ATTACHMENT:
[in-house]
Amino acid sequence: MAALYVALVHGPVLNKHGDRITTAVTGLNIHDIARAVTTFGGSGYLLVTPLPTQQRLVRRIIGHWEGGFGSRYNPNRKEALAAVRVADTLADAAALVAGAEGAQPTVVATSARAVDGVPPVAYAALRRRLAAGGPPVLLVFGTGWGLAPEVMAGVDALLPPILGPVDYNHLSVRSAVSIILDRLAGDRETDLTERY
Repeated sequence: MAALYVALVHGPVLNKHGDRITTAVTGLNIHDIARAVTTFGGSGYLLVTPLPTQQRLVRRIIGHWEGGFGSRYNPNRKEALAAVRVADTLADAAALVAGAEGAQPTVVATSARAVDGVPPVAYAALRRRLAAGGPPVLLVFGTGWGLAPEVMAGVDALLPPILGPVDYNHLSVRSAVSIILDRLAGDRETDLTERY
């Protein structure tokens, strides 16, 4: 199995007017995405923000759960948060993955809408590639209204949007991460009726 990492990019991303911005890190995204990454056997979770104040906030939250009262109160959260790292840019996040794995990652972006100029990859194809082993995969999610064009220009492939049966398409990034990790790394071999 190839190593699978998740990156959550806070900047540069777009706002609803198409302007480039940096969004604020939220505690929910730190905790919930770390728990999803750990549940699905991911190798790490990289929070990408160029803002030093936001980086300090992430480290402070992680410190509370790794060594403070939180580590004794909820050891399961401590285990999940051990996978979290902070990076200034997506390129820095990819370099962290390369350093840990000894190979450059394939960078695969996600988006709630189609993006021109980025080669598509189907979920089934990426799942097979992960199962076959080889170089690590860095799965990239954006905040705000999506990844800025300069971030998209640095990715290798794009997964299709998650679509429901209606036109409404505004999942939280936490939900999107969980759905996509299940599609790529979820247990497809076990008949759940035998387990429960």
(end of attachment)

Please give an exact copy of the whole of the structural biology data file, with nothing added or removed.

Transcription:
[in-house]
Amino acid sequence: MAALYVALVHGPVLNKHGDRITTAVTGLNIHDIARAVTTFGGSGYLLVTPLPTQQRLVRRIIGHWEGGFGSRYNPNRKEALAAVRVADTLADAAALVAGAEGAQPTVVATSARAVDGVPPVAYAALRRRLAAGGPPVLLVFGTGWGLAPEVMAGVDALLPPILGPVDYNHLSVRSAVSIILDRLAGDRETDLTERY
Repeated sequence: MAALYVALVHGPVLNKHGDRITTAVTGLNIHDIARAVTTFGGSGYLLVTPLPTQQRLVRRIIGHWEGGFGSRYNPNRKEALAAVRVADTLADAAALVAGAEGAQPTVVATSARAVDGVPPVAYAALRRRLAAGGPPVLLVFGTGWGLAPEVMAGVDALLPPILGPVDYNHLSVRSAVSIILDRLAGDRETDLTERY
């Protein structure tokens, strides 16, 4: 199995007017995405923000759960948060993955809408590639209204949007991460009726 990492990019991303911005890190995204990454056997979770104040906030939250009262109160959260790292840019996040794995990652972006100029990859194809082993995969999610064009220009492939049966398409990034990790790394071999 190839190593699978998740990156959550806070900047540069777009706002609803198409302007480039940096969004604020939220505690929910730190905790919930770390728990999803750990549940699905991911190798790490990289929070990408160029803002030093936001980086300090992430480290402070992680410190509370790794060594403070939180580590004794909820050891399961401590285990999940051990996978979290902070990076200034997506390129820095990819370099962290390369350093840990000894190979450059394939960078695969996600988006709630189609993006021109980025080669598509189907979920089934990426799942097979992960199962076959080889170089690590860095799965990239954006905040705000999506990844800025300069971030998209640095990715290798794009997964299709998650679509429901209606036109409404505004999942939280936490939900999107969980759905996509299940599609790529979820247990497809076990008949759940035998387990429960």